Your company can reclaim 100% of the SMP paid to you plus 3% compensation if the company’s liability to Class 1 NIC is £45000 or less. These figures should be reported on the end of year RTI submission.
Keeping in touch days (KIT)
You are entitled to work for 10 days in your maternity pay period without losing your maternity pay entitlement. When working on these KIT days it does not have to be a full day, it can be for a small number of hours but this still counts as 1 of your 10 KIT days. These days are designed so that you can undertake training or do some occasional work if required to assist your return to work. These days can be worked consecutively, singly or in blocks but if they exceed 10 days then SMP cannot be paid for the extra days worked.
Statutory Shared Parental Pay (ShPP)
- Fron April 2015, statutory paternity leave (SPL) and pay was replaced with shared parental pay and leave. Shared parental pay is available in respect of:
Children with an expected week of birth ending on or after 5th April 2015;
Children placed for adoption on or after 5th April 2015.
SPL is available where both parents are eligible and one partner ends maternity or adoption leave or pay ( or maternity allowance early). The remaining leave will be available as SPL. The remaining weeks of pay will be available as ShPP.
The mother must take a minimum of two weeks’ maternity leave following the birth. Thereafter:
- The rest of the 52 weeks of leave (up to a maximum of 50 weeks) can be taken as SPL.
- The rest of the 39 weeks of pay or maternity allowance ( up to a maximum of 37 weeks ) can be taken as ShPP.
The rate of statutory shared parental pay (ShPP) for 2016/17 is the lower of 90% of your Average Weekly Earnings (AWE) or the standard rate of £139.58. This is the same as SMP except that during the first six weeks , SMP is paid at 90% of earnings.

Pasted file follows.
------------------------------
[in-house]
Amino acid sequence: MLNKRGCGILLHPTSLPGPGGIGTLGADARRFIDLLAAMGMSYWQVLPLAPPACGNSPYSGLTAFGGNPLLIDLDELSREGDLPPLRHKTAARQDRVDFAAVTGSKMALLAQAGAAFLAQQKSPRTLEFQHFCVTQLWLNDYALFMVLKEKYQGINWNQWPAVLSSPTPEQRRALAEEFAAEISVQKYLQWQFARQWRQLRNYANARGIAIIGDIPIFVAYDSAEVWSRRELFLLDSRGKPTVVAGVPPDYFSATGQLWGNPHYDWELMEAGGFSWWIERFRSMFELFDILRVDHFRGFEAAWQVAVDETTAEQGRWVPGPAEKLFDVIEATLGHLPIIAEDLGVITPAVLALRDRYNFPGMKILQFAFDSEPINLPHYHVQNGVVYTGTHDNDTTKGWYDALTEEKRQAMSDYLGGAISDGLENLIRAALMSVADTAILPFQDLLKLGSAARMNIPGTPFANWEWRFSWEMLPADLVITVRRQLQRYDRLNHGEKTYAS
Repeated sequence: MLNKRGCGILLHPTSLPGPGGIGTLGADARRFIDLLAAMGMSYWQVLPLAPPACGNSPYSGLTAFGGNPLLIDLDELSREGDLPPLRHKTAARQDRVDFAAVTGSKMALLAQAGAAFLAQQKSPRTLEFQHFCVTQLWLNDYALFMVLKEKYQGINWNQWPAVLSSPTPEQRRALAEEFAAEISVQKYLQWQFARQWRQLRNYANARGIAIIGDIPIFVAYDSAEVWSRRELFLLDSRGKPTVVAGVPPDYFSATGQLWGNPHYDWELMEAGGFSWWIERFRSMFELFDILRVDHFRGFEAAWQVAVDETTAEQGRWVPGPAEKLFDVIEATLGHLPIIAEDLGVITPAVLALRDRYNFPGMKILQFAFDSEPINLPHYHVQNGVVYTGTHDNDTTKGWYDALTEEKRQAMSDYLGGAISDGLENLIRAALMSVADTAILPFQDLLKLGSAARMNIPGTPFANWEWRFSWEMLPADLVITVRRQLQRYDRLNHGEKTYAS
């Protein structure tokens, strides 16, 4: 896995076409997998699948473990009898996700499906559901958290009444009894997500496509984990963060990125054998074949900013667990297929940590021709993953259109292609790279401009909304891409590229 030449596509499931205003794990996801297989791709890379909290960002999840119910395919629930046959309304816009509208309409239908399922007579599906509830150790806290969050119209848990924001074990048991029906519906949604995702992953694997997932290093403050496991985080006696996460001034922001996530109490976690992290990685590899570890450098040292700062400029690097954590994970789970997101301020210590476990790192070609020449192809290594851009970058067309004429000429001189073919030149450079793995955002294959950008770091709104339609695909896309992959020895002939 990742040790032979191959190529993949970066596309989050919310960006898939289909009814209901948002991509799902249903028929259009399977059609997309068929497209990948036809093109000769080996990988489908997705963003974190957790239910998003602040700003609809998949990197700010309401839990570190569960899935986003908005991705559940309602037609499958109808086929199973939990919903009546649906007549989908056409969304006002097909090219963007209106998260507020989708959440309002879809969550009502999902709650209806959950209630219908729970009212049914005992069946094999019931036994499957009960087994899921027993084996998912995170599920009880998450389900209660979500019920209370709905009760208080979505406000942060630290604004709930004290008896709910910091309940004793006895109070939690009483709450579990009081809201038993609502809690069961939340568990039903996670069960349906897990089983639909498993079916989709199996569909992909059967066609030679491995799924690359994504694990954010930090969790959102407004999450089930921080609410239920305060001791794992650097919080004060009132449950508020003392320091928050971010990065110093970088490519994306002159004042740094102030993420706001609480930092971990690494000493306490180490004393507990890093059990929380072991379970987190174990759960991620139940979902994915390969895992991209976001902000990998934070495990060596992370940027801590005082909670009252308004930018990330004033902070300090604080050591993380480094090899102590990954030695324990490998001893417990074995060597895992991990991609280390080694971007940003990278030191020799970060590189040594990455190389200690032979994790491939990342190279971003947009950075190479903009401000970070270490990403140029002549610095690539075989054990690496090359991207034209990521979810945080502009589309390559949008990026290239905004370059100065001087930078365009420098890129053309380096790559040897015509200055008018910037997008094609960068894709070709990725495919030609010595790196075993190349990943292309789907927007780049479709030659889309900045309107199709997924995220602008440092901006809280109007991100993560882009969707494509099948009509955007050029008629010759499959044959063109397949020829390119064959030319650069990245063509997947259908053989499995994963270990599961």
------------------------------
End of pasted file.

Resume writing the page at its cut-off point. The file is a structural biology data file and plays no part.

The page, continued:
Your company can reclaim 100% of the ShPP paid to you plus 3% compensation if your annual liability to Class 1 NIC is £45000 or less. These figures should be reported on the end of year RTI submission.
Statutory Adoption Payments (SAP)
If you are adopting a child you may be able entitled to claim Statutory Adoption Pay and Leave for a period that will enable you to take time off work around the time the child is placed with you.
The rate of Statutory Adoption Pay (SAP) for 2016/17 is the lower of 90% of your Average Weekly Earnings (AWE) or the standard rate of £139.58 for a maximum of 39 weeks but you can take up to 52 weeks in leave. If you are not entitled to SAP then we will supply you with a form SAP1. You cannot claim SAP & Statutory Paternity Pay for the same period.
If you qualify for SAP, it can start anytime up to 14 days before the placement or the date of the actual placement takes place. You should also try and give 8 weeks’ notice of your intention to return to work
Your company can reclaim 100% of the SAP paid to you plus 3% compensation if the company’s liability to Class 1 NIC is £45000 or less.